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What evidence exists to indicate that the Pope attempted to suppress the number zero?

In an editorial review, Rob Lightner claims that "Zero: The Biography of a Dangerous Idea", by Charles Seife, explains "Why did the Church reject the use of zero?". On the other hand, "God's Philosophers: How the Medieval World Laid the Foundations of Modern Science", by James Hannam, rebuts "the idea that the pope tried to suppress the number zero".

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The first sentence is very wrong. It reflects the attitudes of perhaps 150 or 200 years ago. Nowadays the Middle Ages get their due. Look up Late Antiquity for one example. – Felix Goldberg May 27 '13 at 21:22
The BBC's In Our Time programme had an interesting episode on the history of Zero a while ago. The issue of any pope suppressing zero did not come up. To me esp. absent any motivation on behalf of the church the idea sounds like from the plot of the next Dan Brown novel (full disclosure: I'm not a fan :) – Drux May 27 '13 at 21:49
This should be posted on skeptics. – Apoorv Khurasia May 28 '13 at 0:18
Thx, these additional references are welcome and somewhat helpful. BTW, you may also be interested in the German (ahem) historian Heribert Illig, according to whom the medieval period of European history did not exist, and there was a cover up that whole centuries were "inserted" after the fact ... :) – Drux May 28 '13 at 5:43
I stand corrected. Today, I would say that zero is an Arab "introduction" (to Europe), not invention. The rest of my earlier comment stands. – Tom Au Jun 2 '13 at 13:56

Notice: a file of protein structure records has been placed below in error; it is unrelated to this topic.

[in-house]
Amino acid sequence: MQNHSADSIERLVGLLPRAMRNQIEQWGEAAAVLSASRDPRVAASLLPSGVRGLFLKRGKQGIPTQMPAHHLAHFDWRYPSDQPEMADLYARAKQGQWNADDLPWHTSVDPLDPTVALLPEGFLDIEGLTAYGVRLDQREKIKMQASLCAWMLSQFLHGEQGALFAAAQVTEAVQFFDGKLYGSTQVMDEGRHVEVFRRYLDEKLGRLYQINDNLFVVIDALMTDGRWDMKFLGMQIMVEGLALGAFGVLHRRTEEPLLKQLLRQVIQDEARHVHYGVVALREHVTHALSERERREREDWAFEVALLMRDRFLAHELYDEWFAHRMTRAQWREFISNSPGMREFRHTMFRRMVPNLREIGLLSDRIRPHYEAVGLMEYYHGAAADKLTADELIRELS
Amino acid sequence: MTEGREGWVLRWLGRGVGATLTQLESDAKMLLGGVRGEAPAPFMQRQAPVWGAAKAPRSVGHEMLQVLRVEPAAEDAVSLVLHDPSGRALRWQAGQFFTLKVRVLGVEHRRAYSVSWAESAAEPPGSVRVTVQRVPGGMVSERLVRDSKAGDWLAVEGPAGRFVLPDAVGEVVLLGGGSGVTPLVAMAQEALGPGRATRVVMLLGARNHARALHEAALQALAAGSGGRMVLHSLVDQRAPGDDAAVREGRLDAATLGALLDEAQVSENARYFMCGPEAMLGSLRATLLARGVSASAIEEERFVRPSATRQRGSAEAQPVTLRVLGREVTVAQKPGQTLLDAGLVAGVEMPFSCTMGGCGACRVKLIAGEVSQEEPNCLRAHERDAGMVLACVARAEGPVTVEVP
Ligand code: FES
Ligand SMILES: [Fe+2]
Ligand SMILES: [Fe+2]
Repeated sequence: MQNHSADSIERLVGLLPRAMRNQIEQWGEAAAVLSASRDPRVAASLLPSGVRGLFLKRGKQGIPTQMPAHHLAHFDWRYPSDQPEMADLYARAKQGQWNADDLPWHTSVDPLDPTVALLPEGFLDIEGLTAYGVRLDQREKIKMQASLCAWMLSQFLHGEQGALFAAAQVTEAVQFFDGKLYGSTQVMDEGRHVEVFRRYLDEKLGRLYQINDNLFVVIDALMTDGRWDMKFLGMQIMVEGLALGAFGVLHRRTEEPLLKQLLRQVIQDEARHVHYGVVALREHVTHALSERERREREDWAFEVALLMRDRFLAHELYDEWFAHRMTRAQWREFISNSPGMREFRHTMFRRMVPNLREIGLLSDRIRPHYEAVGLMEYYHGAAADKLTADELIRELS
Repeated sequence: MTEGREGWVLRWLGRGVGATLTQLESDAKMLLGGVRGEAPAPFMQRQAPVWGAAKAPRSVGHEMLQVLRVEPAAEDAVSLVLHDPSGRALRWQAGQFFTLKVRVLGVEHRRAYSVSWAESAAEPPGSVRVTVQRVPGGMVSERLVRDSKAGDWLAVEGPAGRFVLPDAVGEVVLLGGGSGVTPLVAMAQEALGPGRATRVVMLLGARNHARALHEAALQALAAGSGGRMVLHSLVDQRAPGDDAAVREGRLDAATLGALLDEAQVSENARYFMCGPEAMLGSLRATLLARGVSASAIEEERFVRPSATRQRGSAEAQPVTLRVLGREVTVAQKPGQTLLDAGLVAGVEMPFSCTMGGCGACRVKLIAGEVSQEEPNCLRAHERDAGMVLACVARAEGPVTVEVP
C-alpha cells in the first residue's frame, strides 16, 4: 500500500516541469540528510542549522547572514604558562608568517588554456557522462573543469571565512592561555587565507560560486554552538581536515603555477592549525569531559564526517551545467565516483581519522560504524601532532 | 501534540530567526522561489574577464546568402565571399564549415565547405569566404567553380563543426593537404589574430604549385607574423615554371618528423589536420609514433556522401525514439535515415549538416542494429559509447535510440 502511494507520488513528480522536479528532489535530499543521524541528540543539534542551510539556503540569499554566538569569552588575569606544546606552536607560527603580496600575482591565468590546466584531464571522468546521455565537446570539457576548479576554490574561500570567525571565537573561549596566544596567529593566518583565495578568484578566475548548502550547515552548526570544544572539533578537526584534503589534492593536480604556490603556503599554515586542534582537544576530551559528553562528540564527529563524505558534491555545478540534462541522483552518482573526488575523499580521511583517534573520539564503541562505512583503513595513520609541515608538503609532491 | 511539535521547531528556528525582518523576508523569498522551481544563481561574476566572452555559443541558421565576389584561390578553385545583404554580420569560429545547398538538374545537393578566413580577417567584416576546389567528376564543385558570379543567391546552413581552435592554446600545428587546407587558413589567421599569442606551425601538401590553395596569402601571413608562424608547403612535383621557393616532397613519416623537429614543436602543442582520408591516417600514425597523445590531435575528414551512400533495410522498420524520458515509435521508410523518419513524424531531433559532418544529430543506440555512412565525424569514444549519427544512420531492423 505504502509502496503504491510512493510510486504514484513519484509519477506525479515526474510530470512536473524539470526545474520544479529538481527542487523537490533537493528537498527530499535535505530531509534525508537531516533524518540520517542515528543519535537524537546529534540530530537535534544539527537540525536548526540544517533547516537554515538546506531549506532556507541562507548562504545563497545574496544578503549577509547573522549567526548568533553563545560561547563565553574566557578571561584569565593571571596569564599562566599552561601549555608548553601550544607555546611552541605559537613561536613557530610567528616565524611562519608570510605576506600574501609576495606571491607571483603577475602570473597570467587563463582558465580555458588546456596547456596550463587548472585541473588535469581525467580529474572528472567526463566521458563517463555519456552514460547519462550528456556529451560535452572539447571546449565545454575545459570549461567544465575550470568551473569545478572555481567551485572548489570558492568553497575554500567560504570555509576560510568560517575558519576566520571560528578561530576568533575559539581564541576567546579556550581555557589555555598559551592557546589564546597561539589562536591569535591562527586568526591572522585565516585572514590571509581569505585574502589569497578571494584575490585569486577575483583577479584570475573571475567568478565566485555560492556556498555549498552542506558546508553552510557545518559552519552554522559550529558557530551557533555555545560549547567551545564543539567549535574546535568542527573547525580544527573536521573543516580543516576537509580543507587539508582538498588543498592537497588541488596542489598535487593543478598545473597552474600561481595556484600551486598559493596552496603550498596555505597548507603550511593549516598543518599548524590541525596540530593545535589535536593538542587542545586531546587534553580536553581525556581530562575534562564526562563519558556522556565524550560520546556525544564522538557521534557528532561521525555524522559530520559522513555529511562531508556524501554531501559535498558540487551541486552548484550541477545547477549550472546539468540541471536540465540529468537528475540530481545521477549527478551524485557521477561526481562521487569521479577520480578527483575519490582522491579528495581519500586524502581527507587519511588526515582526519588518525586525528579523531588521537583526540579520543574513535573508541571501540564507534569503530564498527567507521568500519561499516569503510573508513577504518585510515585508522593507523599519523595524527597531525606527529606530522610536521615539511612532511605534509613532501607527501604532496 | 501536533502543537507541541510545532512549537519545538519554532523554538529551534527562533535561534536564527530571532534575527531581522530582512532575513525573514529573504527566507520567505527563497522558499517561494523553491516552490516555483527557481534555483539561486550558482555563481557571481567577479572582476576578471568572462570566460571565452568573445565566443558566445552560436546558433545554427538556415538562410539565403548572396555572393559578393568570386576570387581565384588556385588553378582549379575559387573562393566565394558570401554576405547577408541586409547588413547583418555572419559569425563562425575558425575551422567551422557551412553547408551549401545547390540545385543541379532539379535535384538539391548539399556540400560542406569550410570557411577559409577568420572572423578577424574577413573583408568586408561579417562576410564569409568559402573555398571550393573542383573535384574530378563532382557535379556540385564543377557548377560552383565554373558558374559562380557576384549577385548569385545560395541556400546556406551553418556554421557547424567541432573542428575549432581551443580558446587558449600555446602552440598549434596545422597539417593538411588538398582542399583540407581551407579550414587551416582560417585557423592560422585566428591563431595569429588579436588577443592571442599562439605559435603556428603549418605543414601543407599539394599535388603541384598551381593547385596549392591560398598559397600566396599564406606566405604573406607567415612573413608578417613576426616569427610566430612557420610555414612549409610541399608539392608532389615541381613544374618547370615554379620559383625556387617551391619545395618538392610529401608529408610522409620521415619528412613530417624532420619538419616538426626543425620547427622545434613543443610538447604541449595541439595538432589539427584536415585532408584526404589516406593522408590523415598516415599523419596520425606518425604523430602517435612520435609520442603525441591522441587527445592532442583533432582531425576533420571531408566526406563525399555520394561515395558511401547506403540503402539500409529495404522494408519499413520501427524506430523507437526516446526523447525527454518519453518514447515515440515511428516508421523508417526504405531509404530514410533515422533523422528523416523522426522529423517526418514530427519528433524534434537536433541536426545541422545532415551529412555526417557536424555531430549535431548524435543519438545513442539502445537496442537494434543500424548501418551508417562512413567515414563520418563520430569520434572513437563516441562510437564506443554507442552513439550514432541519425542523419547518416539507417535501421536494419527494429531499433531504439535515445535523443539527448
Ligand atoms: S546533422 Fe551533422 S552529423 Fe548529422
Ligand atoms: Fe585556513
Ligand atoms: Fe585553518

According to this article, Pope Sylvester II (Gerbert d'Aurillac, c943-1003), is credited with re-introducing the abacus into Europe without an explicit use of the number zero. This was because it had not been introduced in the European mathematical vocabulary (Fibonacci did this around 1202, and it took centuries for it to become established), rather than an explicit decree that it should be banned.

It's also interesting to note that Gottfried Leibniz had a somewhat mystical interpretation of the binary numbers, with one representing God and zero the void.

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Welcome to the site James! The wikipedia article you cite is actually sourced from "Zero: The Biography of a Dangerous Idea", by Charles Seife. This link (yaleglobal.yale.edu/about/zero.jsp) confirms your point that Fibonacci introduced zero to Europe around 1202. Good work! – BrotherJack May 28 '13 at 15:45

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